Motivating Athletes

We’ve all had athletes that blew us away with their work ethic, and there are some famous cases of the best going above and beyond what is asked of them, striving for perfection. Jerry Rice was known for workouts hard enough to grind diamonds to dust, Tiger Woods ends every practice by making 100 consecutive 9’ putts (pretend you’re reading this in 2007), and Kobe Bryant…well if you don’t know about Kobe’s work ethic, you should be watching videos of him instead of reading this.
While these guys are great to have, unfortunately players with that level of dedication even more rare than players of their superior talent. So what do you do when you have an athlete brimming with potential, yet lacking in drive? While every athlete (and person, for that matter) requires a different method to be motivated, there are a few trends that seem to help almost all of the time. As coaches, it is our responsibility to get the best out of our athletes and motivate them to reach their potential. Here are a few tricks I’ve learned to help get the most out of your athletes:
1.     Be Involved – Athletes will work harder for a coach that shows an interest in them. I can’t tell you how many “coaches” I’ve seen that are just yelling clipboard-holders. Be a coach you would want to play for. This is easily the most important item on the list, achieve it and most everything else falls into place.
2.     Small Groups – Want to get a fire lit under in your players? Get them competing. Groups of 2-5 have always worked best for me, and be sure the best workers are mixed with the worst. Try not to have the hard workers overwhelmed with lazy ones, attitude is contagious, you want to spread the positive. As soon as the competitive juices get flowing, suddenly the effort goes up and the players take pride in what they do. Most importantly, they get better
3.     Let Them Dictate Their Work – It’s the end of conditioning. You’ve run them for 5 (of ten) 40 yd dashes and each time guys pull up before the finish. Then you say the magic words – “Run these two hard through and we’re done.” Wow, amazing how quickly they recovered. My solution – give them that option at the beginning. I’m not saying offer them reduced conditioning if they run them all hard, but that can work. Instead, let them decide the distance on their sprints – as far as they can go until they feel themselves slowing down. I call these “Effort Runs” and use them if I notice guys have been going at subpar effort for short sprints. By shifting the focus from distance to intensity, it changes the mindset of the athlete from trying to run this far, to running this HARD. These work well for sports focused on power (most of them) and would obviously need to be modified if the goal of the training session is something other than power, but it’s a useful tool to have.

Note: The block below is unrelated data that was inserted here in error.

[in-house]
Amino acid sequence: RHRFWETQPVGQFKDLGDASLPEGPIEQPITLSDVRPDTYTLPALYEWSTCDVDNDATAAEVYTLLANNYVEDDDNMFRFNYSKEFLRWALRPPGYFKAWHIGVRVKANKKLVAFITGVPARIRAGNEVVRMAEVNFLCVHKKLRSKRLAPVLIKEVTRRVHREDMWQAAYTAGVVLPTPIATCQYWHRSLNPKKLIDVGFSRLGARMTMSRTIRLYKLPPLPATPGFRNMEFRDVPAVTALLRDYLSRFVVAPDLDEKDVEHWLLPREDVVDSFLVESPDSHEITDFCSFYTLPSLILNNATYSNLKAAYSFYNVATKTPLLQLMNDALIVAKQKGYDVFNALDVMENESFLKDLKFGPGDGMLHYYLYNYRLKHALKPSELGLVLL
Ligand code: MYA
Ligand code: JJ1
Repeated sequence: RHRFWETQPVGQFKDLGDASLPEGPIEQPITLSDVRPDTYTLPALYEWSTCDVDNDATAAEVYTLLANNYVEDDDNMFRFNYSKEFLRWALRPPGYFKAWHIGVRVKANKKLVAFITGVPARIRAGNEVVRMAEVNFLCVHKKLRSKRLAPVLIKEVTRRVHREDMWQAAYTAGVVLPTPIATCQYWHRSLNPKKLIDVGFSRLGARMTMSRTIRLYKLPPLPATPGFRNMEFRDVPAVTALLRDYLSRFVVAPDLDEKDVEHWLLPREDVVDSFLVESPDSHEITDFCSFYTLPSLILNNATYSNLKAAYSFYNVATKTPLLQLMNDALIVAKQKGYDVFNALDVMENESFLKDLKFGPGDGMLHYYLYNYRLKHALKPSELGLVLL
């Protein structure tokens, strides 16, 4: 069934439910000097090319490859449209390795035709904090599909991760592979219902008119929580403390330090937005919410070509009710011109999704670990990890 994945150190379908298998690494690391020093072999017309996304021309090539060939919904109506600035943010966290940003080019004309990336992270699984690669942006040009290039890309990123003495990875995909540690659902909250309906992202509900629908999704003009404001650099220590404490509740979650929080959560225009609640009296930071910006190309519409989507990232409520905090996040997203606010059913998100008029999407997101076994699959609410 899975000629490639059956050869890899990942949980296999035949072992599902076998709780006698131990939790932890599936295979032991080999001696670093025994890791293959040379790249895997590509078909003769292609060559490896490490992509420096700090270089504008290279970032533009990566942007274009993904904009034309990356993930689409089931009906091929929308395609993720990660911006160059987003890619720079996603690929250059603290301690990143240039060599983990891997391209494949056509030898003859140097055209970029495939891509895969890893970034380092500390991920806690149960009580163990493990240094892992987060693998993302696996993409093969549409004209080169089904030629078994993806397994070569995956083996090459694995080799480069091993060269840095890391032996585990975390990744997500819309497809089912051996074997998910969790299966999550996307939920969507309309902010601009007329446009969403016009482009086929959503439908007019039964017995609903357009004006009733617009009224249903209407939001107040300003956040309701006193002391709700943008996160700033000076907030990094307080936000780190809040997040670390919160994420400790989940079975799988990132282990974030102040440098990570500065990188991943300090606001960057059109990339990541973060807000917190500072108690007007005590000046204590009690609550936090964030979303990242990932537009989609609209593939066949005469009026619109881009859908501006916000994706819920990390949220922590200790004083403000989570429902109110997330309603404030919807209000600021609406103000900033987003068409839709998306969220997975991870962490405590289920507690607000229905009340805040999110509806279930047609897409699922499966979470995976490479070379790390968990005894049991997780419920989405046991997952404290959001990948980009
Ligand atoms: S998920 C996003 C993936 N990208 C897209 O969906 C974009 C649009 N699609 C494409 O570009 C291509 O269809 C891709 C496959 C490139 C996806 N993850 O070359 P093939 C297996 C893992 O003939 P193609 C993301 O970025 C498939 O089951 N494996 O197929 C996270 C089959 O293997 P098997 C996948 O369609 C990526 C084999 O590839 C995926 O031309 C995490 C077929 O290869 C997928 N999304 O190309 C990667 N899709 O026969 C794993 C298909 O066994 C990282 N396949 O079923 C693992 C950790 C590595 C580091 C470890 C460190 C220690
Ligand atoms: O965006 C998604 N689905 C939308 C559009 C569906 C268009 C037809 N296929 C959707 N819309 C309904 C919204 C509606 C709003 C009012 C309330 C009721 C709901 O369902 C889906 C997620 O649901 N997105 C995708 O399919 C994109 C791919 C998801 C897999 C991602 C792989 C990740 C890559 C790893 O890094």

4.     Make it Different – Baseball players love run wide receiver routes and catch passes. Football players want to get on the hardwood and play basketball. The list can go on and on, but the point is that even players who love their sport more than life enjoy variety. Granted, the metabolic demands may not sync up perfectly with their sport, but that’s a small price to pay to prevent mental fatigue and increase attentiveness.
5.     Curls (to Look Good) for the Girls – What’s the easiest way to get a team of male athletes to enjoy the weight room? Make their guns huge. While it may not be beneficial to the sport, athletes want to be able to flex in the mirror and see some vascularity and bulging muscles, even if it’s only for an hour. Toss in an old fashioned bodybuilder style superset at the end of the workout every so often and enjoy the positive energy that follows. Everything has a time and place, but be sure this doesn’t happen at the wrong one and impair performance during competition.
These are helpful tips, but it’s also important to recognize that sometimes, players are just worn down and need a break. Don’t be afraid to give an unscheduled day off if you notice an athlete who normally attacks workouts is dragging. See if it’s just grogginess and goes away with a good warm up, but if it doesn’t, send them home and get after it tomorrow. Gains happen during recovery and I’d rather give an athlete the day off than see him/her overtrain and have their performance suffer.
Let me know any tips you have for motivating your athletes or if you try any of these out. If I can ever be of assistance, please don’t hesitate to contact me.
All the best,
Drew Henley, CSCS, USAW

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